Wisdom is the principal thing; therefore, get wisdom; and with all thy getting, get understanding.-SOLOMON.

CLASS MANAGEMENT

SPECIAL CLASSES IN RICHMOND, VIRGINIA

J. H. BINFORD SECOND ASSISTANT SUPERINTENDENT OF PUBLIC SCHOOLS, RICHMOND, VA. Richmond has 19 special classes. One class is for exceptionally bright pupils; all the rest are for pupils whose mental defects make it advisable to remove them from the regular grades.

The above classes are distributed throughout the city in the following manner. Five classes are grouped into a center called the Bellevue Special School; four occupy a part of the Nathaniel Bacon School; three schools have two classes each; four schools have single classes. Our experience is that the larger the number of classes, the better the results. The most serious objection to the isolated single class is the necessity of grouping in the same room children of different mental levels.

The work of our one class for accelerated pupils is very encouraging. The teacher is assigned to a certain building and given a group of twenty children selected in the following manner. The grade teachers submit to the principal a list of superior children as evidenced by high marks. These children are given mental tests and the twenty showing the highest intelligence quotients are placed in the accelerated class. The special teacher has been able to handle two different groups in a half session, passing on to another school for the second group.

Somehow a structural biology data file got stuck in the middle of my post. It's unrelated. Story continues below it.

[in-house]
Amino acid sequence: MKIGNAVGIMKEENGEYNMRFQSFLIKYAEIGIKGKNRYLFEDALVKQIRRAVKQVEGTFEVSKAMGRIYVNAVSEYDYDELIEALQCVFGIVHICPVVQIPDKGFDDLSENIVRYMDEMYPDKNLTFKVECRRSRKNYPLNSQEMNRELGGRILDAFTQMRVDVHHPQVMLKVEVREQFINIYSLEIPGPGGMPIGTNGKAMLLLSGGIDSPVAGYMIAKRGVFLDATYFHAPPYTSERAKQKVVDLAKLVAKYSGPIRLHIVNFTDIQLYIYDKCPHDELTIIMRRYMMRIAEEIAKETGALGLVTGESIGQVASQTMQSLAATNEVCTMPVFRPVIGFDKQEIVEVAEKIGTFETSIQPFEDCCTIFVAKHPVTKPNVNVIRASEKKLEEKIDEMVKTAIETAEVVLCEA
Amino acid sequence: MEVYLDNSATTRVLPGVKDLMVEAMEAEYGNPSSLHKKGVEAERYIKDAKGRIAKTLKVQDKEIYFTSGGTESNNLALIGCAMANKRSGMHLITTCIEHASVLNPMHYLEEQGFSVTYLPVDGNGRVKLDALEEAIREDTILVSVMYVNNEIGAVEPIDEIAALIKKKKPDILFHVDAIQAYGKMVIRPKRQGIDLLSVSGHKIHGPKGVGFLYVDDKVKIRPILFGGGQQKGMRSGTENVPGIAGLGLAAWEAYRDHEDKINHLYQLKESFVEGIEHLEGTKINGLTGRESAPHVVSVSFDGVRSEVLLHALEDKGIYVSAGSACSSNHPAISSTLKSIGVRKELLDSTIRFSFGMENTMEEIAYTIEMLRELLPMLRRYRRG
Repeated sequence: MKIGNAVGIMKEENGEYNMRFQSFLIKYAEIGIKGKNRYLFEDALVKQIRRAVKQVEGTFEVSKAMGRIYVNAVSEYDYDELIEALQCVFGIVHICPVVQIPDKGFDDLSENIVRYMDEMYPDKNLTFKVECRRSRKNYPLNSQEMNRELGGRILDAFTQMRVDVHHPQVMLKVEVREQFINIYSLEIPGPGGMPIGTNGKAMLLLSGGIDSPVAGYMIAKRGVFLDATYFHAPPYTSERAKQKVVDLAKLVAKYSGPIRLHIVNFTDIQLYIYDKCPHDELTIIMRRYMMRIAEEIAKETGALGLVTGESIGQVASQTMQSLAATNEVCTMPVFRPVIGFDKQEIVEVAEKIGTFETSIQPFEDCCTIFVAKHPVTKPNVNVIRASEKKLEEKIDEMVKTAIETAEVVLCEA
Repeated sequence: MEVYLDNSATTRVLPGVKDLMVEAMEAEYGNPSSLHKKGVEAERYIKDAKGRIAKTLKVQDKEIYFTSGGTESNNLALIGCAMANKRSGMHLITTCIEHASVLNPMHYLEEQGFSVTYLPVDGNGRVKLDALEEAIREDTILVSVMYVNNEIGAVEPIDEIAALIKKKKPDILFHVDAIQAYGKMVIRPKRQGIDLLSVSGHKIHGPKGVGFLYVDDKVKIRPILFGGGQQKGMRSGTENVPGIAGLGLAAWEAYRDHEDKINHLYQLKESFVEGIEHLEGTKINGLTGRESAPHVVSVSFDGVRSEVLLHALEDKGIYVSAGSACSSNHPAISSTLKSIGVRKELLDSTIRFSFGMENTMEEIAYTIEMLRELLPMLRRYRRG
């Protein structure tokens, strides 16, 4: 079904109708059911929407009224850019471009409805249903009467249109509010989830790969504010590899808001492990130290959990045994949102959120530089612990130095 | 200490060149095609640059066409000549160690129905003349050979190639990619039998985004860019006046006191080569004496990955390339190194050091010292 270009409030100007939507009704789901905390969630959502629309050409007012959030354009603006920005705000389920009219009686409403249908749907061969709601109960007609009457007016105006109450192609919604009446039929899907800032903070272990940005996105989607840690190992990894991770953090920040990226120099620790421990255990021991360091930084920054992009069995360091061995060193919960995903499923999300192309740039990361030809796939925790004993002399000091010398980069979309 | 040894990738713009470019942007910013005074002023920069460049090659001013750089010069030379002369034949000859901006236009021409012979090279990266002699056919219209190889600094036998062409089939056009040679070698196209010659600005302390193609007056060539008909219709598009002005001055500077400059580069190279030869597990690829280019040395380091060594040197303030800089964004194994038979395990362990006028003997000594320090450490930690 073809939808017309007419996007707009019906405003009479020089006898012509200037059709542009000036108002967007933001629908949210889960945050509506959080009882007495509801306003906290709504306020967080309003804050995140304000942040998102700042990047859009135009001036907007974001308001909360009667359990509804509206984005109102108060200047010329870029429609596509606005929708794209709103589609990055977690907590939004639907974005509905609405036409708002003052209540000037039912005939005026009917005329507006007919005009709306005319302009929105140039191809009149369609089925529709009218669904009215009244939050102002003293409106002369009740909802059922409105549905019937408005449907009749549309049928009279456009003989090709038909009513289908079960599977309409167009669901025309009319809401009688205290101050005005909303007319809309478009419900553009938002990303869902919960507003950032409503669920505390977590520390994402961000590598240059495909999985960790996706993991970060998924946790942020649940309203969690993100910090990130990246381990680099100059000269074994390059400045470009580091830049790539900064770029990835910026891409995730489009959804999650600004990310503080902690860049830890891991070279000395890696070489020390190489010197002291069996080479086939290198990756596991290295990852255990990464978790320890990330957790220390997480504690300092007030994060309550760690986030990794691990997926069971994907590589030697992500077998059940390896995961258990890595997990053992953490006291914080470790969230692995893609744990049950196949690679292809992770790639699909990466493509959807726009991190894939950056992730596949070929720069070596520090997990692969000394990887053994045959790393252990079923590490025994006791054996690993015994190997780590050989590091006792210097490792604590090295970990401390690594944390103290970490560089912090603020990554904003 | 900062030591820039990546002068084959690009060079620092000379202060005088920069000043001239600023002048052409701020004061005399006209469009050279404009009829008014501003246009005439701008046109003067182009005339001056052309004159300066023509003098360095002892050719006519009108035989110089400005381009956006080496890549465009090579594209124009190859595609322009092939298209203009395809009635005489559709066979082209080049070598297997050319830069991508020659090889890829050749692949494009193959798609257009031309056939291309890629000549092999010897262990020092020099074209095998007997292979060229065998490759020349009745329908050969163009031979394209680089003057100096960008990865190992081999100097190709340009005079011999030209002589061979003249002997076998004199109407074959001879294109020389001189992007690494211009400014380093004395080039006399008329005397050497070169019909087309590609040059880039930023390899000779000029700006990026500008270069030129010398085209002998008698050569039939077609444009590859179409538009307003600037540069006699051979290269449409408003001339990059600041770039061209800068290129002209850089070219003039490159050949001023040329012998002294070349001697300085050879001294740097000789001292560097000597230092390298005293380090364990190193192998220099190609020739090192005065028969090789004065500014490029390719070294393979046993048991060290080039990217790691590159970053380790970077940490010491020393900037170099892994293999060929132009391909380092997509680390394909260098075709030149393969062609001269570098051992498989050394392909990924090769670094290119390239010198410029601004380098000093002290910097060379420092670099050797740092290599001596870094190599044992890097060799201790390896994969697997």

Our classes for subnormal children fall into two groups—those for border line cases (12 classes; 20 pupils to a class) and those for morons (6 classes; 15 pupils to a class). The great majority of children placed in the subnormal classes are never returned to the regular grades because of their inability to make satisfactory progress in academic subjects.

All special class teachers must have special training for their work. The majority have grown up in our system but a number came from Wisconsin, Massachusetts, New York and other states. The esprit-de-corps among this group of teachers is the best in the city system. Visits to the rooms of other special teachers are encouraged and great help is derived from the monthly meetings where our problems are discussed. Special teachers receive a bonus of $180 a year over regular teachers.

In addition to the above organization we have a psychological examiner who passes on each child before he is placed in a special class and a social worker who visits the homes of the 350 pupils in the various classes.

A most interesting experiment during the present session is the grading of the Nathaniel Bacon School on the basis of the mental ability of the 400 pupils in the school. Last June all the pupils were tested (Binet-Terman Revision) by Miss Lucille Harrison. In September, 1917, the school was